An annual report is a document used by the authorities to get the latest and updated information about all the business entities operating in the State.
However, New Mexico does not require your LLC to file annual reports. Instead, your LLC is required to file an Income and Information Return for the Pass-Through Entities (PTE).
Tax Liability for Your New Mexico LLC
The way your LLC will be taxed depends upon the number of members in your LLC. There are four ways in which LLC will be taxed:
- Sole-proprietorship: a business owned by a single person
- Partnership: a business owned by multiple people
- C – Corporation: income is split or segregated for taxation
- S – Corporation: tax liability is split between the business and its owners
Federal Tax Liability
You must pay Federal self-employment tax (presently 15.3%) on the profits you take from your LLC. You are eligible for certain deductions in the nature of business expenses. You are also liable to pay Federal Income Tax. The income tax you have to pay will vary depending on your income, filing status, deductions, etc.
State Tax Liability
Newly formed LLCs in the State are expected to register with the Taxation and Revenue Department of New Mexico to obtain a CRS (Combined Reporting System) number. It is an identification number allotted to your LLC by the State for taxation purposes. You can register to obtain your CRS number online.
If you opt to treat your LLC as a corporation for taxation purposes, your LLC will be required to pay corporate income tax and a corporate franchise tax in New Mexico.
Additionally, if your LLC is engaged in selling certain physical products or specific services, you will be required to pay a Gross Receipts Tax (similar to Sales Tax). You must obtain a seller’s permit before collecting gross receipt taxes from the customers on taxable sales.
Miscellaneous Tax Liability
If you are an employer, you must register with the Department of Workforce Solutions for Unemployment Insurance Tax. In addition, you must also register for Employee Withholding Tax on behalf of your employees.
Permits & Licenses
You may be required to register for specific permits and licenses depending on the nature of your business and its location. Accordingly, your business will be subject to three licensing jurisdictions: Federal, State, and Local.
Federal Licensing requirements will depend on the business activity carried on by your LLC. If your company is engaged in any area of business regulated by the Federal Government, you will be required to obtain relevant Federal Licenses and Permits.
Some business activities requiring Federal Licenses and Permits are
- Alcoholic beverages
- Firearms, ammunition, and explosives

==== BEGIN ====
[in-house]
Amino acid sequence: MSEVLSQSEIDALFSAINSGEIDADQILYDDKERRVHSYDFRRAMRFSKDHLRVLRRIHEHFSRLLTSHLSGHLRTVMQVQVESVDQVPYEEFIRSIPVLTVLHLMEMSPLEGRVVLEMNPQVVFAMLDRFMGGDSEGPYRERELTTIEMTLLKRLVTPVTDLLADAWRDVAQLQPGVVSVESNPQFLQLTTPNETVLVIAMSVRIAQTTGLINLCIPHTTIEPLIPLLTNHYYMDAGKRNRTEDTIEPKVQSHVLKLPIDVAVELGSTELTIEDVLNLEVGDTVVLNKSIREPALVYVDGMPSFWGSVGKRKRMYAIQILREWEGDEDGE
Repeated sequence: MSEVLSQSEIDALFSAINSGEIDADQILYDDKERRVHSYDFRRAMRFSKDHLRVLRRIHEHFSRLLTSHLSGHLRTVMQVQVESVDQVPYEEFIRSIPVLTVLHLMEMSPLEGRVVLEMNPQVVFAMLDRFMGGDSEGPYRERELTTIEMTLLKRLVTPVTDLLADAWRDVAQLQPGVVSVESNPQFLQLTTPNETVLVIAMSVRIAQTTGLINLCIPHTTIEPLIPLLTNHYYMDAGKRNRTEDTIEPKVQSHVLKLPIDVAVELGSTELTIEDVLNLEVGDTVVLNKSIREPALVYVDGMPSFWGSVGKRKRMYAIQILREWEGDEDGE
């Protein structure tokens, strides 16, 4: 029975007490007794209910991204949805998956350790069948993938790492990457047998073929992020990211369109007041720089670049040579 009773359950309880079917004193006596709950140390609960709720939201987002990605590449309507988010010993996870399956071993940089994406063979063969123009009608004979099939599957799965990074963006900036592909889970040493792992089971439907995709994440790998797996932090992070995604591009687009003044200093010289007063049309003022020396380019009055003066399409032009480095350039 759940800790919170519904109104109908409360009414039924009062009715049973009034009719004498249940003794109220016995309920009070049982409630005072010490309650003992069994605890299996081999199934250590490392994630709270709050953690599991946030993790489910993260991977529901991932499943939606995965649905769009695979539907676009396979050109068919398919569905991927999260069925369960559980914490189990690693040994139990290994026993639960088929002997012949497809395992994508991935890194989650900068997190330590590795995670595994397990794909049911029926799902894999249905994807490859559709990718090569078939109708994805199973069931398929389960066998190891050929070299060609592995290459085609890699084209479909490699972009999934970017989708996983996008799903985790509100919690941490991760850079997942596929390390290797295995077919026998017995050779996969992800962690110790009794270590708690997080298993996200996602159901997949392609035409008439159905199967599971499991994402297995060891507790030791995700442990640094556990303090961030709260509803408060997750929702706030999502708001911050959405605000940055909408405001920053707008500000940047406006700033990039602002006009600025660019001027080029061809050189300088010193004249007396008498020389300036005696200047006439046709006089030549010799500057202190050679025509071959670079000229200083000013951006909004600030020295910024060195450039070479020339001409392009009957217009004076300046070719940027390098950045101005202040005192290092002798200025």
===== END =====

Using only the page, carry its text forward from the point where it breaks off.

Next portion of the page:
- Fish and wildlife
- Commercial fisheries
- Maritime transportation
- Mining and drilling
- Nuclear energy
- Radio and television broadcasting
- Transportation and logistics
If your LLC is engaged in selling certain physical products or services at the State level, you will be required to obtain a seller’s permit for the State’s gross receipt taxation.
Additionally, certain professions in New Mexico are also expected to obtain specific licenses and permits. You can visit the New Mexico Taxation and Revenue Department website to get your seller’s permit.
Depending on where you operate your business, you may also be required to get the local government’s license and permit. In the city of Santa Fe, companies need to obtain a city business license. To know more about local licensing requirements, get in touch with the office of your city or county government office.
For more information regarding;
Business Bank Account & Phone Number
A business bank account would help secure your assets by separating them from LLC’s assets. It streamlines the process of filing taxes and keeping track of financial transactions. Your bank will ask for your LLC’s EIN.
It is always a good idea to provide customers and potential customers with a line of contact dedicated to them. A business phone number will give your LLC a means of owning its communications, independent of anyone else. Most network providers offer enterprise/business plans; pick the one best suited to your LLC.
New Mexico has one of the best pro-business regulatory setups. Small businesses in the State are supported with several incentives such as zero inventory tax, low energy costs, and affordable real estate.
Additionally, LLCs in the State are also provided several benefits, depending on the type of industry. Examples of such incentive programs include Rural Jobs Tax Credit, Consumables Gross Receipts Tax Deduction for Manufacturers, Opportunity Zone tax credits and other incentives, etc.
New Mexico does not mandate filing annual reports; unlike other states, your LLC is not at risk of involuntary dissolution due to late filings. On completing the above steps, your LLC is legally incorporated and ready to do business. We wish you and your LLC the best of luck!